Tuesday, July 14, 2009

Leaving the Nest

Sitting in one of the purple armchairs by the fireplace this morning doing my Carswell work (after all, it is a Tuesday!), I was privileged to see this tender scene unfolding outside the window:

An infant robin flew shakily onto the wrought iron table and refused to budge, claws clinging to the scroll work. It looked from side to side, eyes enormous in its little head, baby fluff still tangled in its almost-grown feathers. I heard it cheeping frantically; and all at once there was an answering cheep and its mother landed next to it on the table. She talked to it for a while, and the baby replied. She flew to the ground and cheeped from there; the baby again replied but still seemed unable to move.

The wind was blowing without regard for this frightened little creature, who puffed out its feathers in feeble defence. Its mother finally seemed to give up and flew away. I watched helplessly from inside the warm room as the baby cried pitifully for several minutes.

Suddenly there was a rustle of wings and the mother landed back on the table with a snack in her beak. She came right over to her little one and, breast to breast, fed it until it had consumed the whole thing. She then hopped onto the ground again and looked up, calling to her baby to join her. The young robin looked down and answered but still did not move.

Again the elder bird flew away; and, sure enough, in a few minutes she returned with another tempting morsel. She landed on the table right next to the baby -- but this time, as the young one reached for the snack, the mother hopped one step away. The infant, with much trembling and cheeping, hopped one step closer to its mother. The mother retreated one more step and the baby followed. The process repeated until they were at the table's edge. Then the mother flew down to the ground and looked up, snack still in mouth.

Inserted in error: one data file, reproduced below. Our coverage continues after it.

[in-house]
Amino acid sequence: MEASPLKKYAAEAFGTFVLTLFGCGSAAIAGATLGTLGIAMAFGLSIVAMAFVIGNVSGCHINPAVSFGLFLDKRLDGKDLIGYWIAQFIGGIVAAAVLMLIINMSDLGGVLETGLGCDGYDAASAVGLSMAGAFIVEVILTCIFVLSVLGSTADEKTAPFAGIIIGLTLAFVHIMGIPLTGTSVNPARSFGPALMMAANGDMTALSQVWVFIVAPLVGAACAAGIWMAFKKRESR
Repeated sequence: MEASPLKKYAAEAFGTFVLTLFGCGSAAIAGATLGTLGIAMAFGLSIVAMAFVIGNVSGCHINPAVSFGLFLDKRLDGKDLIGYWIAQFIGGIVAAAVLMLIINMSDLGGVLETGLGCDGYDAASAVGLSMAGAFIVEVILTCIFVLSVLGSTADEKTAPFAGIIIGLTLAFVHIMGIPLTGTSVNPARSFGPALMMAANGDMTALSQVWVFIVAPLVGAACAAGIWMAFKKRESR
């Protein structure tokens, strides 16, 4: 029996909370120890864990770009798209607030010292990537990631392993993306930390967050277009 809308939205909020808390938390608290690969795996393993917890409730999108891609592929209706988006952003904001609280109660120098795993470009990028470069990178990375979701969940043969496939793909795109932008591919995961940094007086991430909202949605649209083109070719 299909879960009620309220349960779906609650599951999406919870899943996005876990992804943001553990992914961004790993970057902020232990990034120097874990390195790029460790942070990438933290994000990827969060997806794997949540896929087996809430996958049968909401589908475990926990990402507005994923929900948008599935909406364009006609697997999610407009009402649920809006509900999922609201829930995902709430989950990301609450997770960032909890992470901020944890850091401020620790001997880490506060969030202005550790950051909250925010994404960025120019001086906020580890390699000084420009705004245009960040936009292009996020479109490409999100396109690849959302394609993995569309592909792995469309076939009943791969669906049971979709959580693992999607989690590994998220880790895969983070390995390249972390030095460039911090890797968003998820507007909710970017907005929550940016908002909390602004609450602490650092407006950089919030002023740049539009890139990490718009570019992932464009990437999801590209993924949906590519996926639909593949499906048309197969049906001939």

Holding my breath I watched the baby peer over the side of the table and finally, FINALLY, flutter timidly down to the ground to join its mother, who promptly gave it the reward. And in the next minute they both flew to a low branch of the Schubert cherry tree.

I recalled the chat I had with one of "my girls" last night -- about how much I would miss her when she leaves the known parameters of the TH and Three Hills, about how much I want for her as she continues on to the next stage of her life's journey; and I thought about the rich, sweet conversation I had with a friend of mine at dinner earlier this evening -- she, too, is about to wing her way east to discover her passion and develop her potential.

To each of them I want to say, "Your presence in my life is such gift. You are truly an independent, strong, intelligent, beautiful young woman; a rara avis who can achieve anything to which you set your mind and your heart." I look forward to watching both of them rise and soar in the year to come. And I hope they cheep in my direction now and then!

I wish my Mum were sitting in the other purple armchair.


  1. Thank you for writing about this inspiring event. The picture is a gem. As the Queen of Tea you are a rara avis

  2. i will be sure to cheep. you can count on that. i may even pop in to help at a wedding rehersal or two ! much love to you - thank you for helping me find my wings.


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